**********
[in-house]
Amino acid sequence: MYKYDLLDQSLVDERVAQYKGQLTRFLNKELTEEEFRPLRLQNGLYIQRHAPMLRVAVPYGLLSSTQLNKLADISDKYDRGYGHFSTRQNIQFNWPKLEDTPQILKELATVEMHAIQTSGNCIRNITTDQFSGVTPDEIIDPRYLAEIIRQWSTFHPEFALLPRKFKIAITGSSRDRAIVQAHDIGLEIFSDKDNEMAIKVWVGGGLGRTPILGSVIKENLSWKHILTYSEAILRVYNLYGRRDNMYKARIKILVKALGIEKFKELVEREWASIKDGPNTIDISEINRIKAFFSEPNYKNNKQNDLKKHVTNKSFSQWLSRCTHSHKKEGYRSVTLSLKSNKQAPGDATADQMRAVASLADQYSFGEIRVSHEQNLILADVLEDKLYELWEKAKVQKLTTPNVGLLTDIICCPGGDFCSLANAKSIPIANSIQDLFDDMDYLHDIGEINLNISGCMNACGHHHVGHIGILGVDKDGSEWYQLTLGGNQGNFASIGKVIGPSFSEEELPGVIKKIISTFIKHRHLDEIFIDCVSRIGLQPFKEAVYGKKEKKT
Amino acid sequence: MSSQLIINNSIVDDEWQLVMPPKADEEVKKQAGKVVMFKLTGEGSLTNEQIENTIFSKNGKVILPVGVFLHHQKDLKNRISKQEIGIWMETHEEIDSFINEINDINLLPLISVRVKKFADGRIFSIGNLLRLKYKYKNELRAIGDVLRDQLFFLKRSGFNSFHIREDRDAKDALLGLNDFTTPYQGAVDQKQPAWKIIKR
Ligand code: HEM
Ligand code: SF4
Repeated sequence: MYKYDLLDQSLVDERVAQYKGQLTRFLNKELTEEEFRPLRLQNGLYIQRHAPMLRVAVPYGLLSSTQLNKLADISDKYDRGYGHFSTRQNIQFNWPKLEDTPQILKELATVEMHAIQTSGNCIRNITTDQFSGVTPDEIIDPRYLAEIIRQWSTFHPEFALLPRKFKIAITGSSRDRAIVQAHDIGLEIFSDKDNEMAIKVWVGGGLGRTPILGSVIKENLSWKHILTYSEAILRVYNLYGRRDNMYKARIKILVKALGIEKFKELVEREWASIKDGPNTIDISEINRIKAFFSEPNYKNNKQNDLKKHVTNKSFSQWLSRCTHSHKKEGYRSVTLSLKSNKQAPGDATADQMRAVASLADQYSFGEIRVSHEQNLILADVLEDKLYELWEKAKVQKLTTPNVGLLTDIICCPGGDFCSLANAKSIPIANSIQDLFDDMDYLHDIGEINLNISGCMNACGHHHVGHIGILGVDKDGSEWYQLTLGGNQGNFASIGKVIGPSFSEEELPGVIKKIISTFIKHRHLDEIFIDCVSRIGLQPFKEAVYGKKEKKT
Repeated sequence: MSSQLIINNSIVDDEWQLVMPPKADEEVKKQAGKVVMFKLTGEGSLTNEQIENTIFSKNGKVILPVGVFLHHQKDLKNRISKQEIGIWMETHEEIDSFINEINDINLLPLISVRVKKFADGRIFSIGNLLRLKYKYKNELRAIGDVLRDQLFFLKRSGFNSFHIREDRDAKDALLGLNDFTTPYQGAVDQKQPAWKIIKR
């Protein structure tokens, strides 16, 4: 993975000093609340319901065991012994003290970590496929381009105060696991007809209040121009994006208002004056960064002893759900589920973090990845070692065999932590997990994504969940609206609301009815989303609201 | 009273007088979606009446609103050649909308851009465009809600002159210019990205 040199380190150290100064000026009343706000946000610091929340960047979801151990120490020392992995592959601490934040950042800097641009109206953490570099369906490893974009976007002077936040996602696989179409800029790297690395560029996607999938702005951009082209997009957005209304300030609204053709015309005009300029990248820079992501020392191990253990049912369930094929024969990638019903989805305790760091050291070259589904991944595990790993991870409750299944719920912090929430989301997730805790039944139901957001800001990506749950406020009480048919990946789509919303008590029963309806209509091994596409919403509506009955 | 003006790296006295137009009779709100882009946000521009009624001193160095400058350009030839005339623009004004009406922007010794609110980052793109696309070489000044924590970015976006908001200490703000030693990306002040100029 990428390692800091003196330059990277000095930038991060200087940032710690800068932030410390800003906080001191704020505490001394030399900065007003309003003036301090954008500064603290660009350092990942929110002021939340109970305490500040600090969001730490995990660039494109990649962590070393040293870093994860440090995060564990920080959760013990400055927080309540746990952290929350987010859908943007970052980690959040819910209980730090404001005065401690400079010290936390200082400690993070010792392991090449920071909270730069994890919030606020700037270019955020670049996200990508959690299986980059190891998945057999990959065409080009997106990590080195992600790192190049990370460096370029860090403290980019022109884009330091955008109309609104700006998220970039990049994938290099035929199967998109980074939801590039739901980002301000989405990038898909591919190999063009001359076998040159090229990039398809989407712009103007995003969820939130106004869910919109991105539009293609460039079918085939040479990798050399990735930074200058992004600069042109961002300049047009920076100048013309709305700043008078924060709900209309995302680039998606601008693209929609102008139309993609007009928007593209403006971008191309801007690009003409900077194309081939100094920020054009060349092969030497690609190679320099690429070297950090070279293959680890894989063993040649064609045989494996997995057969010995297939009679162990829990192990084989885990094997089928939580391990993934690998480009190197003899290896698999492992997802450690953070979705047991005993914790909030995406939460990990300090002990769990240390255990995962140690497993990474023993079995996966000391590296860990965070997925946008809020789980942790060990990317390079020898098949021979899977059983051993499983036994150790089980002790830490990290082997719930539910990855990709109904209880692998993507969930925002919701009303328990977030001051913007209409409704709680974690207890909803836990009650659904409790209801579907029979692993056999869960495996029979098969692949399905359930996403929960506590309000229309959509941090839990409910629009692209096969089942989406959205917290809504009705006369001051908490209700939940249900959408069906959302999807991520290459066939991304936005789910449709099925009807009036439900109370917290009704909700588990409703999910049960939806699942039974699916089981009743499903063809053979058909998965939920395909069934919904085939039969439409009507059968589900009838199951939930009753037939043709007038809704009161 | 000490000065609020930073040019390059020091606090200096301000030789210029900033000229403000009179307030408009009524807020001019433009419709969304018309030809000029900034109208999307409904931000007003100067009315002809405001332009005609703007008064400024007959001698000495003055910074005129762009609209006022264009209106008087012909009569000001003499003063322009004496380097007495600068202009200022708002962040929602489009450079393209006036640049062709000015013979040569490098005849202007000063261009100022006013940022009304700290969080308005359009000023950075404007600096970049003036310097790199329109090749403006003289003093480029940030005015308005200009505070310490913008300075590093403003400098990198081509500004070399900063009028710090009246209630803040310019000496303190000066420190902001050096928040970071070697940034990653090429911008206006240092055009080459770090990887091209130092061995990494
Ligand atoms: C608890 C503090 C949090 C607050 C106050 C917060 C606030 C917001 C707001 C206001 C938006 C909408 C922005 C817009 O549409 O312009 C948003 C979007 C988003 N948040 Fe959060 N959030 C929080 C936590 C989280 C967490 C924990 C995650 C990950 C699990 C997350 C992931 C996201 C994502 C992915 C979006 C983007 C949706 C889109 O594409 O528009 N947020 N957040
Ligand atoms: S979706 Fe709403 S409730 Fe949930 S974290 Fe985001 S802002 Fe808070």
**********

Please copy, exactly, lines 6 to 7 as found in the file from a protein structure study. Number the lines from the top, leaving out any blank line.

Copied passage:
Repeated sequence: MYKYDLLDQSLVDERVAQYKGQLTRFLNKELTEEEFRPLRLQNGLYIQRHAPMLRVAVPYGLLSSTQLNKLADISDKYDRGYGHFSTRQNIQFNWPKLEDTPQILKELATVEMHAIQTSGNCIRNITTDQFSGVTPDEIIDPRYLAEIIRQWSTFHPEFALLPRKFKIAITGSSRDRAIVQAHDIGLEIFSDKDNEMAIKVWVGGGLGRTPILGSVIKENLSWKHILTYSEAILRVYNLYGRRDNMYKARIKILVKALGIEKFKELVEREWASIKDGPNTIDISEINRIKAFFSEPNYKNNKQNDLKKHVTNKSFSQWLSRCTHSHKKEGYRSVTLSLKSNKQAPGDATADQMRAVASLADQYSFGEIRVSHEQNLILADVLEDKLYELWEKAKVQKLTTPNVGLLTDIICCPGGDFCSLANAKSIPIANSIQDLFDDMDYLHDIGEINLNISGCMNACGHHHVGHIGILGVDKDGSEWYQLTLGGNQGNFASIGKVIGPSFSEEELPGVIKKIISTFIKHRHLDEIFIDCVSRIGLQPFKEAVYGKKEKKT
Repeated sequence: MSSQLIINNSIVDDEWQLVMPPKADEEVKKQAGKVVMFKLTGEGSLTNEQIENTIFSKNGKVILPVGVFLHHQKDLKNRISKQEIGIWMETHEEIDSFINEINDINLLPLISVRVKKFADGRIFSIGNLLRLKYKYKNELRAIGDVLRDQLFFLKRSGFNSFHIREDRDAKDALLGLNDFTTPYQGAVDQKQPAWKIIKR